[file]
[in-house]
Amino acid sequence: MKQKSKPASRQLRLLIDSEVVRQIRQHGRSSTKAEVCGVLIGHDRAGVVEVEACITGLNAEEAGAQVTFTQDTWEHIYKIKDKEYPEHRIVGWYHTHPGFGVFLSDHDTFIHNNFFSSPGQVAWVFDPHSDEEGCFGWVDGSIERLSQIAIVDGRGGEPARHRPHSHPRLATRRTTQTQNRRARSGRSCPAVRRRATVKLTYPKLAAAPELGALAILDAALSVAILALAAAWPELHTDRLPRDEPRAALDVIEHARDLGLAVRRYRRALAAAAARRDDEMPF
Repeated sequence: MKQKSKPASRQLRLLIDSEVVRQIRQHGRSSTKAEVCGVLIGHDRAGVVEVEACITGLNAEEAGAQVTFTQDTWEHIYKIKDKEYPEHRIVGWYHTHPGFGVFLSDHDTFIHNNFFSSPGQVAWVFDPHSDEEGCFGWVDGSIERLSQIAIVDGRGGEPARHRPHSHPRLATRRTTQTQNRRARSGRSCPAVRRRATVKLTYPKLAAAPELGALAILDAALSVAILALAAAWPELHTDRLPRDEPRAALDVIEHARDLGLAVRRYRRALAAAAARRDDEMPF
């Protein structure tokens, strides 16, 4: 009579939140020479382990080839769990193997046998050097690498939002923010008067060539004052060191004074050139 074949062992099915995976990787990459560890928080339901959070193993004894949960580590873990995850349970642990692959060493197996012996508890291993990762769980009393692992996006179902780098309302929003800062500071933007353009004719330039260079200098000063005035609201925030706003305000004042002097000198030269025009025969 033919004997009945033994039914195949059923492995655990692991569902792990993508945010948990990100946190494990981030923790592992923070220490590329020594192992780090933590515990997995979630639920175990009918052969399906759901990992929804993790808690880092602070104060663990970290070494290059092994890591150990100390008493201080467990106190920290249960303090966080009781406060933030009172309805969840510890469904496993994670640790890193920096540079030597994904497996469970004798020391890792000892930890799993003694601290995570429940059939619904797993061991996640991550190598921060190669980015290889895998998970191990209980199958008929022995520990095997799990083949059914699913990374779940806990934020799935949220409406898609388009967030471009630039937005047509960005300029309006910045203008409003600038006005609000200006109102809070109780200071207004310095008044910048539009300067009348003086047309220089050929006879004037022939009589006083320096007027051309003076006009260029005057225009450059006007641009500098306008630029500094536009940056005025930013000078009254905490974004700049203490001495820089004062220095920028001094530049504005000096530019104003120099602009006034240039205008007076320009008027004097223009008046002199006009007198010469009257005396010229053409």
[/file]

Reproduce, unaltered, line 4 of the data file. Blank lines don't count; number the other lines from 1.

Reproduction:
């Protein structure tokens, strides 16, 4: 009579939140020479382990080839769990193997046998050097690498939002923010008067060539004052060191004074050139 074949062992099915995976990787990459560890928080339901959070193993004894949960580590873990995850349970642990692959060493197996012996508890291993990762769980009393692992996006179902780098309302929003800062500071933007353009004719330039260079200098000063005035609201925030706003305000004042002097000198030269025009025969 033919004997009945033994039914195949059923492995655990692991569902792990993508945010948990990100946190494990981030923790592992923070220490590329020594192992780090933590515990997995979630639920175990009918052969399906759901990992929804993790808690880092602070104060663990970290070494290059092994890591150990100390008493201080467990106190920290249960303090966080009781406060933030009172309805969840510890469904496993994670640790890193920096540079030597994904497996469970004798020391890792000892930890799993003694601290995570429940059939619904797993061991996640991550190598921060190669980015290889895998998970191990209980199958008929022995520990095997799990083949059914699913990374779940806990934020799935949220409406898609388009967030471009630039937005047509960005300029309006910045203008409003600038006005609000200006109102809070109780200071207004310095008044910048539009300067009348003086047309220089050929006879004037022939009589006083320096007027051309003076006009260029005057225009450059006007641009500098306008630029500094536009940056005025930013000078009254905490974004700049203490001495820089004062220095920028001094530049504005000096530019104003120099602009006034240039205008007076320009008027004097223009008046002199006009007198010469009257005396010229053409």